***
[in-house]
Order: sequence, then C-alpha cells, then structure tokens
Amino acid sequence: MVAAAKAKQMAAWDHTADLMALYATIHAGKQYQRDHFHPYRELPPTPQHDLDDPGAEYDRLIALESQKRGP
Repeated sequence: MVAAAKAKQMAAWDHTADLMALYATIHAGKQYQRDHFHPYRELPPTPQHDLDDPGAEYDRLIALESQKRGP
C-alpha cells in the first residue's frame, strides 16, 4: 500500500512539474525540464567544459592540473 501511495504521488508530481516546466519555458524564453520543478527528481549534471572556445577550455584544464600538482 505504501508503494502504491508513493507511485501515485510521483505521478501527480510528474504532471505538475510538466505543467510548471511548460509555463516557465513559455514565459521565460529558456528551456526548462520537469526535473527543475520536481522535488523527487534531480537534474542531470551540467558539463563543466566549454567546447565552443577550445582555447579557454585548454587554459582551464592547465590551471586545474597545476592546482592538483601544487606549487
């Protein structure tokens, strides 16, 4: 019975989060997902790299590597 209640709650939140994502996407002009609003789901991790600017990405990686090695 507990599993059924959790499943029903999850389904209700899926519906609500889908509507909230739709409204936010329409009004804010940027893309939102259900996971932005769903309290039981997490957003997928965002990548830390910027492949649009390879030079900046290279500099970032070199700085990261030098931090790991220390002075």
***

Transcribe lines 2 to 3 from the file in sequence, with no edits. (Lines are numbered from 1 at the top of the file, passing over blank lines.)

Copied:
Order: sequence, then C-alpha cells, then structure tokens
Amino acid sequence: MVAAAKAKQMAAWDHTADLMALYATIHAGKQYQRDHFHPYRELPPTPQHDLDDPGAEYDRLIALESQKRGP